4 ways to foster a championship team

Let’s face it…we all love to win.  The thrill of planning, practicing, and executing to achieve greatness can be downright addicting.  It’s a wonderful feeling to witness all of your hard work and dedication come to fruition and personify the difference you were hoping for.  But that championship moment, and what’s even more desired…that championship reign, doesn’t come without difficulty. After all, we’re all imperfect people striving for perfection and it’s sometimes a hard pill to swallow to realize that the perfect boss, the perfect employee, or the perfect team just simply doesn’t exist.  

But there are core ideals that every leader should adopt to inspire greatness and plant the desire in each individual to strive for the seemingly unimaginable.  Here are four ideals to help you redefine perfection and create reigning champions.

It takes more than one star to light the sky

If you’ve ever peered into the night, you’ve probably noticed that it’s impossible to dispel the darkness with just one star.  Likewise in your teams, you can never hope to become champions if success is not shared by all, rather than just the few or the one.  Basketball legend Michael Jordan once said, “Talent wins games, but teamwork and intelligence wins championships.” If you have to be the star of your team, you might win a few games, but if you don’t build confidence in others you’ll never witness glory.  

Championships are therefore achieved only after consistently celebrating the successes of others and routinely acknowledging their contributions.  Each team member must feel valued and be given opportunities to lead and to be heard. To build trust and comradery, individual talents must be cultivated and developed through a collective team effort.  It takes more than one star to win a championship.

Personal space is your friend    

We’ve all heard that famous quote, “If you want something done right, you just have to do it yourself.”  But invading your team members’ personal space by micromanaging their every move will quickly destroy trust, creativity, and innovation.

Here’s a more effective mantra, “A leader’s job is to set the stage, not perform on it.”  As a leader, you must effectively communicate the vision. But once that vision is set, you should step out of the way and let your team determine how to implement it.  Allow your team the personal space and freedom to accomplish organizational goals in their own manner. Yes, you may have to step in from time to time if they’re straying too far, but they must be trusted to act on their own instincts.  Then when the heat of the game is upon them, you can trust they’ll make an explosive play.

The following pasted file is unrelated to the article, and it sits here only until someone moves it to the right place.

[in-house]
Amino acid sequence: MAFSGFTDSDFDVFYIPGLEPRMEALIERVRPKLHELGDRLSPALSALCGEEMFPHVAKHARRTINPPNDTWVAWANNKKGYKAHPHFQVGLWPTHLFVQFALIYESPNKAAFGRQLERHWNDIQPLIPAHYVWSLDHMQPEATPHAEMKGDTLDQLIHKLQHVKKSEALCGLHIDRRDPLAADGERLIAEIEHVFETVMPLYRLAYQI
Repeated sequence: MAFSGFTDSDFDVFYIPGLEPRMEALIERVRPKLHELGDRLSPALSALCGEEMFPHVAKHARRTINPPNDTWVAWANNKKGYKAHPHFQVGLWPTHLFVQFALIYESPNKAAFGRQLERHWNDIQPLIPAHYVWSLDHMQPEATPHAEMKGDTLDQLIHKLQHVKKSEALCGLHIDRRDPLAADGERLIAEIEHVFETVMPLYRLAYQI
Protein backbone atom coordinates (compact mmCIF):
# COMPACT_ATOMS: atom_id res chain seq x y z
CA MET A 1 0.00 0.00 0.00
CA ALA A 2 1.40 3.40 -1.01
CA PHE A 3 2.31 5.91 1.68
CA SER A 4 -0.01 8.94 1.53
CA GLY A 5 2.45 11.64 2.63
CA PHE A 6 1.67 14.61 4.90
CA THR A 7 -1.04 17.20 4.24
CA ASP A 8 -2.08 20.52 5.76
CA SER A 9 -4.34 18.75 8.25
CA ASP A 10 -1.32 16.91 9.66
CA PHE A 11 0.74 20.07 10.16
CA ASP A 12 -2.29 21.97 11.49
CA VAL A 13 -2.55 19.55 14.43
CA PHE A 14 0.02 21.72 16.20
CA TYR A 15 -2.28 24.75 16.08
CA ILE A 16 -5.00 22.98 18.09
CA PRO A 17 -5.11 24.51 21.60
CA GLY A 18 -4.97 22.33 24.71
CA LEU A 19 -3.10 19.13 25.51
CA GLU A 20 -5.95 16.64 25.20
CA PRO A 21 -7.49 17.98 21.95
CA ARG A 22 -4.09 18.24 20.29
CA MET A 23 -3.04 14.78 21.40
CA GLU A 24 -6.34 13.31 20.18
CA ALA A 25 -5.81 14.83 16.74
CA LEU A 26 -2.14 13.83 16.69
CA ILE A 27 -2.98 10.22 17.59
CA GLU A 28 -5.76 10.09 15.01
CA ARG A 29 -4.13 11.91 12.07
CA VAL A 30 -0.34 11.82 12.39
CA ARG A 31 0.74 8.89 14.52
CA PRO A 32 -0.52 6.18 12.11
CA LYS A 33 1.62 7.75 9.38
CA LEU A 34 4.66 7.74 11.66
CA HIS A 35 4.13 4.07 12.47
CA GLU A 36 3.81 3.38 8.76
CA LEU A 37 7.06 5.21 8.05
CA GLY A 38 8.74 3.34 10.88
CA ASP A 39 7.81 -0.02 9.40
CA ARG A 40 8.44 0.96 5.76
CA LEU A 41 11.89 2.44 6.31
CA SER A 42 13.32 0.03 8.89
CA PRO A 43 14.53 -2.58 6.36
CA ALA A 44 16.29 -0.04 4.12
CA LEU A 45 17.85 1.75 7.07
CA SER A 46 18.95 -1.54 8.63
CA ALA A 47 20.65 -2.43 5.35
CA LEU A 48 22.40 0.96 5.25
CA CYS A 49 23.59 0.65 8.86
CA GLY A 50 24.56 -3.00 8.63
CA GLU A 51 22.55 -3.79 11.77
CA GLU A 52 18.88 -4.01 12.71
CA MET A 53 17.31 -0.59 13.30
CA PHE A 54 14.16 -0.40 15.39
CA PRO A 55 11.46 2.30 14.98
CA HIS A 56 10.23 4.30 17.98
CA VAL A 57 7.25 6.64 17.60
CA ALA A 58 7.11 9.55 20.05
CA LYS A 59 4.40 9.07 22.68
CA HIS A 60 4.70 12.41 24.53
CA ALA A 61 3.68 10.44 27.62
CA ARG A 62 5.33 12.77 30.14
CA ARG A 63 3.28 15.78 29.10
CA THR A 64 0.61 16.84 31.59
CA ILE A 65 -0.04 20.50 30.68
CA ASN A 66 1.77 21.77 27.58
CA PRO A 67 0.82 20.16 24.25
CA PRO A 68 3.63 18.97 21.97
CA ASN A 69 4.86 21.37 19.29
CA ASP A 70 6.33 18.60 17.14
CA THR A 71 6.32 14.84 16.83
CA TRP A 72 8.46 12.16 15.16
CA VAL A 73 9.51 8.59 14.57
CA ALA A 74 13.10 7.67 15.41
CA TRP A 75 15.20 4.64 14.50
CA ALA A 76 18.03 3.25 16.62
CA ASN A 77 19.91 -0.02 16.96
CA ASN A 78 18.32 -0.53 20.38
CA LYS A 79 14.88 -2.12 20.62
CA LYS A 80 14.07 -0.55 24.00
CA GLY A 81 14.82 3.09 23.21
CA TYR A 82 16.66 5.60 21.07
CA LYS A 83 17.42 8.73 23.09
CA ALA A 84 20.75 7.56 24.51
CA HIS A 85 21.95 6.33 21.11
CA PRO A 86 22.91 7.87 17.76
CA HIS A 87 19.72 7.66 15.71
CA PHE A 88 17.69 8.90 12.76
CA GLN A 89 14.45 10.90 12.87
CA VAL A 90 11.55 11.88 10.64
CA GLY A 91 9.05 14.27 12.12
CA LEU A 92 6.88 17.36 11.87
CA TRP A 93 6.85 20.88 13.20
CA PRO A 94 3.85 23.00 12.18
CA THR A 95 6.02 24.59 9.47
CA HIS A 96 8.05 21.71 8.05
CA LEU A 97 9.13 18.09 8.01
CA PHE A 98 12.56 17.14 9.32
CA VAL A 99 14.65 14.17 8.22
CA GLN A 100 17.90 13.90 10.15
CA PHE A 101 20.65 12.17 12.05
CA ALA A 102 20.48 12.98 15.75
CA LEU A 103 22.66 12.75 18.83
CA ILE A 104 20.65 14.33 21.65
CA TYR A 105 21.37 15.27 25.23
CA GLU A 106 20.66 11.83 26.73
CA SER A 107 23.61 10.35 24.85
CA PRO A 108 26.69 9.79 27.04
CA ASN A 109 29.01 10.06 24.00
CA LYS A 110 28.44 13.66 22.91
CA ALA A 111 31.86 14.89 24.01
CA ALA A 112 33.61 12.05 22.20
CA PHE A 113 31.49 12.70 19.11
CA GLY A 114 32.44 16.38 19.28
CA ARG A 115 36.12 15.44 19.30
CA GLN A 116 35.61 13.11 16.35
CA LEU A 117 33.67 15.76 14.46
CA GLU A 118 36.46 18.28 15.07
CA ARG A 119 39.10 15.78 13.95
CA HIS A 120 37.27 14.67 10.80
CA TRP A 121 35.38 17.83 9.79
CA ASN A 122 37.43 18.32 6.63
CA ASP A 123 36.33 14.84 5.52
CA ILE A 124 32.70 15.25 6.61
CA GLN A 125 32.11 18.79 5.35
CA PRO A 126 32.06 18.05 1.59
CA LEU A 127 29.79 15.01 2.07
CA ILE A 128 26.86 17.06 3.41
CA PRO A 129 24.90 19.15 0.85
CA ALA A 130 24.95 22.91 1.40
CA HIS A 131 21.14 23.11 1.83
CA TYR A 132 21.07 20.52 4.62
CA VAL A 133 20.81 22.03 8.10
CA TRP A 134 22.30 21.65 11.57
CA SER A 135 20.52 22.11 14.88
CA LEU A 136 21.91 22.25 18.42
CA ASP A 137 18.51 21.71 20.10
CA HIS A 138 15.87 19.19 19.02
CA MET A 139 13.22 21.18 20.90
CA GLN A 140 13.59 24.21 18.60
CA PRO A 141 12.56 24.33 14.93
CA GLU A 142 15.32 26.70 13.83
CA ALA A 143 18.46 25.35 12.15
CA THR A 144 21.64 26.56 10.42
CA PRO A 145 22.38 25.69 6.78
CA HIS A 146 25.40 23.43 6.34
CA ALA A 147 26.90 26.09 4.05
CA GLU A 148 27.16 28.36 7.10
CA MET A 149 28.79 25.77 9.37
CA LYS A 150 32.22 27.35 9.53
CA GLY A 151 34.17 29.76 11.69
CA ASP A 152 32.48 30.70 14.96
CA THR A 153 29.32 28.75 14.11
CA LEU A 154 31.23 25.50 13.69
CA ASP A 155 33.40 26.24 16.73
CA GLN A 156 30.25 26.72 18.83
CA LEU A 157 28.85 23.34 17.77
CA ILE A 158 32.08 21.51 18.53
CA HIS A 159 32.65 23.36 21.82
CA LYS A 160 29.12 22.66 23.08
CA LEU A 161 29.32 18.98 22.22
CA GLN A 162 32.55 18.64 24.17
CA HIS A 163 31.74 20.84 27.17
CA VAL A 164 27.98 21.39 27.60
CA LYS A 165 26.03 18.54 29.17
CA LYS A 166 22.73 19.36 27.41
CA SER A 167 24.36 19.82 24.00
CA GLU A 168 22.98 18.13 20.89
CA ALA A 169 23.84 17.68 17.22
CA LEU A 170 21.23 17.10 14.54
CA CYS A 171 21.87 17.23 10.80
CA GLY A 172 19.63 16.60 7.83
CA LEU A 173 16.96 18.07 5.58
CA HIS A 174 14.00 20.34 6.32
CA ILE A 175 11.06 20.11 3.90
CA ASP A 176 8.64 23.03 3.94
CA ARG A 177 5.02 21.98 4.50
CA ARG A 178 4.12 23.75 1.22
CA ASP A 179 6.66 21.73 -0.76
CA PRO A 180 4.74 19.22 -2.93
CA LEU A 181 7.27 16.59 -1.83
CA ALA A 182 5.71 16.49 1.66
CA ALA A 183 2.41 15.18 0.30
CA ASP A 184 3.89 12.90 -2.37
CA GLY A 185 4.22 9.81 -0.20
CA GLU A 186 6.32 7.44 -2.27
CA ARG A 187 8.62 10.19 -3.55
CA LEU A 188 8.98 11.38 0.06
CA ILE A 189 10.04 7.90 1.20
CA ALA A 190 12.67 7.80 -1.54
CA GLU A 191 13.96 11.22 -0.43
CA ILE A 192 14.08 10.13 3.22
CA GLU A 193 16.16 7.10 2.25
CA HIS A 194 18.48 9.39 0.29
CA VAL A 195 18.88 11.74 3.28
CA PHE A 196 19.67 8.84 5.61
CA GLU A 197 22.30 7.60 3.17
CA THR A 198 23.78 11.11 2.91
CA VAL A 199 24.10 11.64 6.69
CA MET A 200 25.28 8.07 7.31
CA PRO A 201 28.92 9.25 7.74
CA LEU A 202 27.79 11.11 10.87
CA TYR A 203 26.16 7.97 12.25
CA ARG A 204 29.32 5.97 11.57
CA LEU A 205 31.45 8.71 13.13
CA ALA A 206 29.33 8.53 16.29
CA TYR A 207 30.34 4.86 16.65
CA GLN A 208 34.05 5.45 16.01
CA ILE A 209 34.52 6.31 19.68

Failure is a part of the game

Let’s be honest, no one soars among the clouds at all times.  There will be days you’ll score that illusive touchdown, and others in which you’ll have to settle for the field goal.  And there will yet be other days in which you’ll never cross the 50-yard line. Until you learn to fail with grace, you’ll never learn to win.  

One of the greatest mistakes you can make as a leader is to instill the fear of failure into your team.  You must certainly set expectations and hold your team accountable, but they’ll expect true leadership from you when the going gets tough.  And that means you immediately envelop them with support, expressing your unrelenting confidence in their ability to win.

When team members feel your faith in them, a positive, trusting environment is created in which they feel comfortable taking risks.  

Genuine appreciation yields authentic happiness

Never fail to recognize that no amount of success is achieved alone.  A genuine appreciation for the contributions of each individual on your team reflects your personal commitment to individual happiness.  We’re all unique, and the most effective leaders will hone the ability to recognize each individual’s unique skill set and empower them to be their best.  

Create an environment in which everyone has the chance to thrive and you’ll be well on your way to emulating genuine appreciation.  Always be flexible to the needs of your team and lead to the individual.

Building a championship team may not always be easy, but redefine perfection and your team will reign.    

Joshua W. Poole

Joshua W. Poole

Joshua W. Poole began his credit union career as a part-time teller, shortly after graduating from high school in 1999.  He has a passion for leadership and change management, and ... Web: https://www.brecofcu.com Details

More News